Review by Ian Keogh
Descending Stories 4 is the penultimate selection of chapters concerning the past of current Rakugo master Yakumo, detailing how he achieved that position, and how in parallel a friend he considered even more talented did not. Descending Stories 3 showed Sukeroku deliberately provoking the Rakugo establishment, hidebound with tradition, which led to expulsion from his apprenticeship. He’s also taken up with Miyokichi, rejected by Yakumo despite his love for her, due to his feeling he’d never become a Rakugo master if distracted.
Haruko Kumota jumps forward an unspecified time from the end of the previous book, when the old master intends to pass on the Yakumo honorific to the man we know as Yakumo. There’s such a great subtlety to both Kumota’s art and plot, and the timing of when he chooses to drop his revelations is exquisite. Just before halfway Yakumo, and the readers, learn something only one person has previously known, and it redefines and explains much of what we’ve read about Sukeroku’s past. It’s embedded in chapters that show Yakumo coming into his own and taking the step from exceptionally skilled apprentice to master, and once again Kumota places Rakugo performances at the centre of his stories. These comment on or reflect the circumstances of Yakumo’s life so well, also offering the bigger perception of Rakugo being his life, although it’s a be careful what you wish for situation.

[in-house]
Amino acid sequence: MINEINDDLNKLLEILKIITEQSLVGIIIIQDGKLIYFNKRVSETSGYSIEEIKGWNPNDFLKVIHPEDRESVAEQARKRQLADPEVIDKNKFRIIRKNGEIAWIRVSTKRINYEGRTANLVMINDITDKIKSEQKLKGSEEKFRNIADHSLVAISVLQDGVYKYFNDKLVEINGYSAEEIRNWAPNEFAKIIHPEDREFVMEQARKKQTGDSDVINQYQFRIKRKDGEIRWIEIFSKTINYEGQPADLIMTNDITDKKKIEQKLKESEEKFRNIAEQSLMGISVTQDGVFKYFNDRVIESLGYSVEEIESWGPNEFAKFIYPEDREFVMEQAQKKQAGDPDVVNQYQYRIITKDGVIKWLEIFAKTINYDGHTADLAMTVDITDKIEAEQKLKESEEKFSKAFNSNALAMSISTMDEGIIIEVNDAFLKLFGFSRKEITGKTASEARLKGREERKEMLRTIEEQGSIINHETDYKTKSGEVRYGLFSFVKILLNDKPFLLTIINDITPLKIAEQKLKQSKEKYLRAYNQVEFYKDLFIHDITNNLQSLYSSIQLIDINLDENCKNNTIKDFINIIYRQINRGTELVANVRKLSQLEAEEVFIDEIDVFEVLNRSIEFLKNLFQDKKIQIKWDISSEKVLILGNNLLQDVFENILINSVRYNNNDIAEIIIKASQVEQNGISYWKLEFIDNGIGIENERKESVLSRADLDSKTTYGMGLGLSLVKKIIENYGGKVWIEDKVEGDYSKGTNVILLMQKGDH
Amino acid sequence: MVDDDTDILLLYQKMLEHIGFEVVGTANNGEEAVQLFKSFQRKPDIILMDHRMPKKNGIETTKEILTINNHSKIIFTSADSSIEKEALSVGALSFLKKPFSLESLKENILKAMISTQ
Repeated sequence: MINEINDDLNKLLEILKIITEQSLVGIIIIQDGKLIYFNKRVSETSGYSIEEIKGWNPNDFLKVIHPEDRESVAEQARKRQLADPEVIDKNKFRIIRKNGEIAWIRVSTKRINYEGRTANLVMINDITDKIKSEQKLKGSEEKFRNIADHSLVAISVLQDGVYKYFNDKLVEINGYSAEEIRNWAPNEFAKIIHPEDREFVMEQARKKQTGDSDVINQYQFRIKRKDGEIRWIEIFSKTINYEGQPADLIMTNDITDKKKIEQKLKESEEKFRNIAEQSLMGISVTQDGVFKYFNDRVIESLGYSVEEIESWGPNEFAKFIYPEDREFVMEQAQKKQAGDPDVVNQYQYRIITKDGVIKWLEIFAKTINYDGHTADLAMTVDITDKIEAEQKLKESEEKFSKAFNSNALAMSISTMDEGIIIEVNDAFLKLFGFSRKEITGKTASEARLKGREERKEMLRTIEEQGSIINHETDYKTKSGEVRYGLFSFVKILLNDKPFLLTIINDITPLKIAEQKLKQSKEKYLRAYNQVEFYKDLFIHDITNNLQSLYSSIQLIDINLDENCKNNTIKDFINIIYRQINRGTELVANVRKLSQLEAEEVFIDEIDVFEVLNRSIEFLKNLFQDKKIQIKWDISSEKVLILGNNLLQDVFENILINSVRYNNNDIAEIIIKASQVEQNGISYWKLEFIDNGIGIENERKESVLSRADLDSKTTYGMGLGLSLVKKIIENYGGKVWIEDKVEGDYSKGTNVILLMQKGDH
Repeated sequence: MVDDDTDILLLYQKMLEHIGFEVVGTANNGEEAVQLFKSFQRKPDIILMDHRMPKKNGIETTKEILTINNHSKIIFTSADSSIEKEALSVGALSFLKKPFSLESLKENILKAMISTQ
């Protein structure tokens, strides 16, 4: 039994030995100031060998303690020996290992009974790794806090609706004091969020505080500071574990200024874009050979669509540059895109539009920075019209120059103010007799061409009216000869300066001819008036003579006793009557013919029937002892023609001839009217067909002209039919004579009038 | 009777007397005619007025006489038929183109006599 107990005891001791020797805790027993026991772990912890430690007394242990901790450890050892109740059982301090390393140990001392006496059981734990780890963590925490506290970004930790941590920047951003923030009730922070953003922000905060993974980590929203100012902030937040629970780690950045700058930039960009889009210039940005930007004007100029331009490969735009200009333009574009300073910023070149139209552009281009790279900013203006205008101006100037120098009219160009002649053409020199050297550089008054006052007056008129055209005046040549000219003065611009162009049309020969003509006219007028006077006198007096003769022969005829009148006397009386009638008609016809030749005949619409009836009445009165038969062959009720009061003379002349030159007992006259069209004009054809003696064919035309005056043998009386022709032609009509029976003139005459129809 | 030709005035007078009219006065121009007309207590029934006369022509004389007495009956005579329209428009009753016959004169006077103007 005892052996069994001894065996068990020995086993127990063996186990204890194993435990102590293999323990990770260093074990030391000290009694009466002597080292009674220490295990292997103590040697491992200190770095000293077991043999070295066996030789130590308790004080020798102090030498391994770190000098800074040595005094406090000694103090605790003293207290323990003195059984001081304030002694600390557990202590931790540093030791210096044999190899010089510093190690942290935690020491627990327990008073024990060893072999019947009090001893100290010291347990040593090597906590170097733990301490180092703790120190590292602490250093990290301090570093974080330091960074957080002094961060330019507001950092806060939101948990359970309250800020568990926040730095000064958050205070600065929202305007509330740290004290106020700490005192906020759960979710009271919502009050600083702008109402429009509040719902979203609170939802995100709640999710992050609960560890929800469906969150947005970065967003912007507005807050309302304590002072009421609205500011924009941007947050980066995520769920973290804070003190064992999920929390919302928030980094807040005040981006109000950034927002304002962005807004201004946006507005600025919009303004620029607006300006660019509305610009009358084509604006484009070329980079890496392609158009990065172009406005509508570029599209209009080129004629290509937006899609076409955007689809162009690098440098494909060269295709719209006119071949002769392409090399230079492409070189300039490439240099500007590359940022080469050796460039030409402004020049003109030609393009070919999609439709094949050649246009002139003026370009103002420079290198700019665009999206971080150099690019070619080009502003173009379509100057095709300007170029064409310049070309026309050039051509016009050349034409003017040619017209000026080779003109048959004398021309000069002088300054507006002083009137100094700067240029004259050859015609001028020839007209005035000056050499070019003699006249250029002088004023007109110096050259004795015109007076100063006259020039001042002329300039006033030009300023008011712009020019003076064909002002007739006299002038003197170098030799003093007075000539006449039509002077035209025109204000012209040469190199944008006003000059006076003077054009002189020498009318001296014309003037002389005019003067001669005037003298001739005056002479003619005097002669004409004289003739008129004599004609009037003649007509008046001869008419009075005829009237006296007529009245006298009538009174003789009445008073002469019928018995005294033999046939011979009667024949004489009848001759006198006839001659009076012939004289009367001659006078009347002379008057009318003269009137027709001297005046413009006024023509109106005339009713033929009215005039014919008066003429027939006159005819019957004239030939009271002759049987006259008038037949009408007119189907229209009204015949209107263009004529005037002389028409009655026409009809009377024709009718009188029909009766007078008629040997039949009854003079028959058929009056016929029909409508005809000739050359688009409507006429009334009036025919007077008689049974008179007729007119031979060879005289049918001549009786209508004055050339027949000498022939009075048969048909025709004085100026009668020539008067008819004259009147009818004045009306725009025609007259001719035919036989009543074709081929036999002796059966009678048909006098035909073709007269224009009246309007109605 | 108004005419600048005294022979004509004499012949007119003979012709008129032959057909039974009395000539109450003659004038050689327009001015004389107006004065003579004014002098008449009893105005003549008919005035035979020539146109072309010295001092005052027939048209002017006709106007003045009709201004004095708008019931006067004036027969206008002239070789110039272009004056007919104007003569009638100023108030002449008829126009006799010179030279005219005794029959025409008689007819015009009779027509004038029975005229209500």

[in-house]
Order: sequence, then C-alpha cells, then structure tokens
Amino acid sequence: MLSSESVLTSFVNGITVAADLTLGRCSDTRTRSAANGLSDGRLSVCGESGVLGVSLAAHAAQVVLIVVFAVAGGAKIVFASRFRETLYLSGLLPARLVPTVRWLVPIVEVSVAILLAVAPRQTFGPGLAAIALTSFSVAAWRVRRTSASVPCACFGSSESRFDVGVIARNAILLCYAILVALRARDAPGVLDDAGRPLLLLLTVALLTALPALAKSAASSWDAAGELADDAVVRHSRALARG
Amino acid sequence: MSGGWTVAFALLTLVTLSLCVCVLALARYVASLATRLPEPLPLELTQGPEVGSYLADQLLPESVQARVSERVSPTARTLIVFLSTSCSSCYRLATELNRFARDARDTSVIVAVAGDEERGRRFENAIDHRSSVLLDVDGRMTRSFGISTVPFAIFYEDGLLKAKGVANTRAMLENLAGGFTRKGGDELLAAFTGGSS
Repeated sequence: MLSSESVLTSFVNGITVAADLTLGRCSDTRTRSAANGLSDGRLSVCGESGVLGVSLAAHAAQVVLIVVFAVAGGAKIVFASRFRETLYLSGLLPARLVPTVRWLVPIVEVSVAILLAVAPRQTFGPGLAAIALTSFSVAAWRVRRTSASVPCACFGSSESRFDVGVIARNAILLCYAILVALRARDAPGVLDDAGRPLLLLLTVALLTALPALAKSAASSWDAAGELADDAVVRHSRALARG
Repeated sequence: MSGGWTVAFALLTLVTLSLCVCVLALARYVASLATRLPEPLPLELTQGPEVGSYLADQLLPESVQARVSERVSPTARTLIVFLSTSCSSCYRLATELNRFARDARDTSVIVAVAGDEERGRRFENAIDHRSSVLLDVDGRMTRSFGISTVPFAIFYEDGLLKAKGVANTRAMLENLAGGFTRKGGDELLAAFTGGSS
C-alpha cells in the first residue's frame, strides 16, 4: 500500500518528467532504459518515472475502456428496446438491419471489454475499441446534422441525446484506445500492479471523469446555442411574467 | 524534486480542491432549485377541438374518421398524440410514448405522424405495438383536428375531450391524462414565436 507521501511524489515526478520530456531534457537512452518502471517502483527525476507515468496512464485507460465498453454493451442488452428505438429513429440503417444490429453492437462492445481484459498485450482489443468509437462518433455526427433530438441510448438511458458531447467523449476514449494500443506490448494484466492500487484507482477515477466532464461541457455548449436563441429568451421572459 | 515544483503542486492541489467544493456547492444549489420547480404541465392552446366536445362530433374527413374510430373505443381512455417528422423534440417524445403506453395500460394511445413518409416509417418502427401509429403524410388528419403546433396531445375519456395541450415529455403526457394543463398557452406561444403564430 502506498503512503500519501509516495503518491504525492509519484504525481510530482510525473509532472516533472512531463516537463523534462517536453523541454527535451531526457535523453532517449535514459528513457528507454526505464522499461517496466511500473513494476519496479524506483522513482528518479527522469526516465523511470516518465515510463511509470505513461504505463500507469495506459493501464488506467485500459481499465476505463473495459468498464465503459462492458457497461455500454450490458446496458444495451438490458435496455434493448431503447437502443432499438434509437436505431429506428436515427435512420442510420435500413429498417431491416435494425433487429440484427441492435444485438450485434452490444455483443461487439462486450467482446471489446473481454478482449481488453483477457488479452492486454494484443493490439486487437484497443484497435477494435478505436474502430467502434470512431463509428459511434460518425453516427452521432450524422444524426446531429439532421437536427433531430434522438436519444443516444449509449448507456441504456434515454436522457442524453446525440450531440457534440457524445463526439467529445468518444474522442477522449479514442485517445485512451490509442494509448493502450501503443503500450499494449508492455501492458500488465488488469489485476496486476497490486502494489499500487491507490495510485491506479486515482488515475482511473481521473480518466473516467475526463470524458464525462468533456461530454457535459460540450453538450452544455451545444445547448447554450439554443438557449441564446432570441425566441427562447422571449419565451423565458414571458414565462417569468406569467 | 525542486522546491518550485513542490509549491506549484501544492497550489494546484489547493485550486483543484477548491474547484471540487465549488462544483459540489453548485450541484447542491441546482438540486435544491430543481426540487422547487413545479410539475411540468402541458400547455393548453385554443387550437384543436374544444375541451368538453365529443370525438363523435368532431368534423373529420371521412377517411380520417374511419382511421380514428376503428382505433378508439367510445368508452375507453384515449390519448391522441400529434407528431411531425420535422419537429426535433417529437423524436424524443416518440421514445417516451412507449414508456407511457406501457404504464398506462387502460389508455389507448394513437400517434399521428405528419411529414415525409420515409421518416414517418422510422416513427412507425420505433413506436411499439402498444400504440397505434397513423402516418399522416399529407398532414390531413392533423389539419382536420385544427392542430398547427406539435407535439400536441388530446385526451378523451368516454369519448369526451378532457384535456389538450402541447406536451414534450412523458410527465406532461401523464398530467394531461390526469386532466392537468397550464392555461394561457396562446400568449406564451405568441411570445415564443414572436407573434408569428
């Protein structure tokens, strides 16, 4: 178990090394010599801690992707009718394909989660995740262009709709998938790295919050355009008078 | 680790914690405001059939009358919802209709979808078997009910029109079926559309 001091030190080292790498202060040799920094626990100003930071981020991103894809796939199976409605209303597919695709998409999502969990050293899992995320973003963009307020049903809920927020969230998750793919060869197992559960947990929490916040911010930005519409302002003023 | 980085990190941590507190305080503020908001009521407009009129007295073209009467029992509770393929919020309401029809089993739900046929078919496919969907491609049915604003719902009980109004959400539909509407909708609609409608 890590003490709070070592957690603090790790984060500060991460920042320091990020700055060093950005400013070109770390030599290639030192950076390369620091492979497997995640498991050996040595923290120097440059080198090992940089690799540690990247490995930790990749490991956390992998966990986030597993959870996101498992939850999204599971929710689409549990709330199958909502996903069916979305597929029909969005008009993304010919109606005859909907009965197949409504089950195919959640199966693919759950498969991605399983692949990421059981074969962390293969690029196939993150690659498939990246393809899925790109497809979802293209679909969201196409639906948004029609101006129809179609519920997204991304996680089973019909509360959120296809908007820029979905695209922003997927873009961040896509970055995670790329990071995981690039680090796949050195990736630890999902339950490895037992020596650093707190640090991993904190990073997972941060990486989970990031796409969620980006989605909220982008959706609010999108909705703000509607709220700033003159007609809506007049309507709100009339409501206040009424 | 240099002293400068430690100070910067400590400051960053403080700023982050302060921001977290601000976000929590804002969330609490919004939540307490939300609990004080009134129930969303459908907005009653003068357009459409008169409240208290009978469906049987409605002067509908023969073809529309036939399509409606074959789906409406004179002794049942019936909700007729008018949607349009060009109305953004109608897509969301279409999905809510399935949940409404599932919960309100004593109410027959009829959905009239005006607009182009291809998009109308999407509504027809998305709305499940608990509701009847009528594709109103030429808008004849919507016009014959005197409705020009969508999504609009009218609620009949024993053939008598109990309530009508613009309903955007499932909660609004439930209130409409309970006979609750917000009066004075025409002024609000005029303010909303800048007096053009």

After four volumes there could be an expectation of where Kumota is heading with the general plot, but he confounds a couple of times here, most spectacularly when Yakumo decides it’s time to reconcile his past. In terms of what’s been passed on about Rakugo tradition, it’s genuinely shocking, yet also explains much of what we’ve read in the opening volumes set in the present. There’s a torrid intensity to subsequent scenes as well, but they’ve been beautifully set up by those opening volumes also. We know Sukeroku’s story has no happy ending, and watching the revival of hope under those circumstances supplies a tragic pall.
Descending Stories is constructed to be read from the start, and just picking up this volume won’t provide the full experience, but it’s the best to date, with a great emotional torrent suppressed beneath propriety. Descending Stories 5 concludes the trip back to Yakumo’s past, and it’s not going to be cheery.